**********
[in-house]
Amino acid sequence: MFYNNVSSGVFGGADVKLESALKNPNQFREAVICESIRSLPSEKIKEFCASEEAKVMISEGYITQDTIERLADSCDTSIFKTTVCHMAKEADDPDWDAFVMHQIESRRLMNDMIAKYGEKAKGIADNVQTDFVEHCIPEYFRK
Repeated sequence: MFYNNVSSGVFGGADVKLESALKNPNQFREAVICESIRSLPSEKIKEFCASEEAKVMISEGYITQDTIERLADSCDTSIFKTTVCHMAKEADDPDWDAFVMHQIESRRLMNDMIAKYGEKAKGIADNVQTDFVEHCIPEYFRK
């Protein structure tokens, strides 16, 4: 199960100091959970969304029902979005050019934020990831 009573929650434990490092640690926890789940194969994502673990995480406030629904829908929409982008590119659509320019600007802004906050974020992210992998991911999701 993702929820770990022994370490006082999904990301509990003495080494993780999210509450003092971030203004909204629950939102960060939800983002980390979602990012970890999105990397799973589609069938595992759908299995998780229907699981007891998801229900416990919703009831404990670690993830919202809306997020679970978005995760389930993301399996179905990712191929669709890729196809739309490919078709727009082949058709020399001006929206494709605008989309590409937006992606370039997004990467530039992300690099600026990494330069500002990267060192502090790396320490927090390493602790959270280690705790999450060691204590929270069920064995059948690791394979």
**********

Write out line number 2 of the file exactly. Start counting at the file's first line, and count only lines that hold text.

Amino acid sequence: MFYNNVSSGVFGGADVKLESALKNPNQFREAVICESIRSLPSEKIKEFCASEEAKVMISEGYITQDTIERLADSCDTSIFKTTVCHMAKEADDPDWDAFVMHQIESRRLMNDMIAKYGEKAKGIADNVQTDFVEHCIPEYFRK